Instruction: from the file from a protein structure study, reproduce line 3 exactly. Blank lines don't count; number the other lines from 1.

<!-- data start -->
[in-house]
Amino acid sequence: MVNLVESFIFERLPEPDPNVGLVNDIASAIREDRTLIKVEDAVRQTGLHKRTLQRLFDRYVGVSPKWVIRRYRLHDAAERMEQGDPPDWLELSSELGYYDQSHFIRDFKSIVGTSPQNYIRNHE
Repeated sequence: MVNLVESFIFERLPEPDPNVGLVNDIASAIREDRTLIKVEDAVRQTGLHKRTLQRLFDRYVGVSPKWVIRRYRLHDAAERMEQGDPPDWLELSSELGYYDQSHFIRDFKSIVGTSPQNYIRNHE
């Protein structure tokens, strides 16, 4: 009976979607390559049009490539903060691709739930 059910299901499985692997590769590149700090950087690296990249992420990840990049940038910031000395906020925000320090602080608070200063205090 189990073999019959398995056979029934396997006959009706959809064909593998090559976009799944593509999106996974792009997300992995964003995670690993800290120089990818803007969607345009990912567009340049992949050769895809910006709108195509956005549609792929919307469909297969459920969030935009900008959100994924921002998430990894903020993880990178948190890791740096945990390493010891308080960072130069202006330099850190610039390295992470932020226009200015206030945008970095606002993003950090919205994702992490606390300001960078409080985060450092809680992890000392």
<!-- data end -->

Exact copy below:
Repeated sequence: MVNLVESFIFERLPEPDPNVGLVNDIASAIREDRTLIKVEDAVRQTGLHKRTLQRLFDRYVGVSPKWVIRRYRLHDAAERMEQGDPPDWLELSSELGYYDQSHFIRDFKSIVGTSPQNYIRNHE